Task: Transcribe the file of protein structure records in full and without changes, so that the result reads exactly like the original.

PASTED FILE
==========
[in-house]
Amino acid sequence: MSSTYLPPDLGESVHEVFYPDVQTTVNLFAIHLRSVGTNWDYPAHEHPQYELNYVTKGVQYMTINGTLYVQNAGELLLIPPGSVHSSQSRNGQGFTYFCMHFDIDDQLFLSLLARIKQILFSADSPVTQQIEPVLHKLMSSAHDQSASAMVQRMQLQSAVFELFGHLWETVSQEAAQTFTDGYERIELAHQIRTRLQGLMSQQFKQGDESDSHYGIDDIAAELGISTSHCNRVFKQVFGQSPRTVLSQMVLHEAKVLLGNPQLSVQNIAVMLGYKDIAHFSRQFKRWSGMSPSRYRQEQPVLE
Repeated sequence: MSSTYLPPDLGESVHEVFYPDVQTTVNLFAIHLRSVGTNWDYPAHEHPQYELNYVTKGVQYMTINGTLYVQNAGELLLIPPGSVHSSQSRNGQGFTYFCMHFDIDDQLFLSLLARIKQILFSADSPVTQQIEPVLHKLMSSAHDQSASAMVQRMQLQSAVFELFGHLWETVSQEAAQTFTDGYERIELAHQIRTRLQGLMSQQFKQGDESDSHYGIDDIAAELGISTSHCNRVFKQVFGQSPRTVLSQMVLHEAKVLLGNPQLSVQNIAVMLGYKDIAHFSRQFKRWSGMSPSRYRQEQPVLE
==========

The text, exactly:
[in-house]
Amino acid sequence: MSSTYLPPDLGESVHEVFYPDVQTTVNLFAIHLRSVGTNWDYPAHEHPQYELNYVTKGVQYMTINGTLYVQNAGELLLIPPGSVHSSQSRNGQGFTYFCMHFDIDDQLFLSLLARIKQILFSADSPVTQQIEPVLHKLMSSAHDQSASAMVQRMQLQSAVFELFGHLWETVSQEAAQTFTDGYERIELAHQIRTRLQGLMSQQFKQGDESDSHYGIDDIAAELGISTSHCNRVFKQVFGQSPRTVLSQMVLHEAKVLLGNPQLSVQNIAVMLGYKDIAHFSRQFKRWSGMSPSRYRQEQPVLE
Repeated sequence: MSSTYLPPDLGESVHEVFYPDVQTTVNLFAIHLRSVGTNWDYPAHEHPQYELNYVTKGVQYMTINGTLYVQNAGELLLIPPGSVHSSQSRNGQGFTYFCMHFDIDDQLFLSLLARIKQILFSADSPVTQQIEPVLHKLMSSAHDQSASAMVQRMQLQSAVFELFGHLWETVSQEAAQTFTDGYERIELAHQIRTRLQGLMSQQFKQGDESDSHYGIDDIAAELGISTSHCNRVFKQVFGQSPRTVLSQMVLHEAKVLLGNPQLSVQNIAVMLGYKDIAHFSRQFKRWSGMSPSRYRQEQPVLE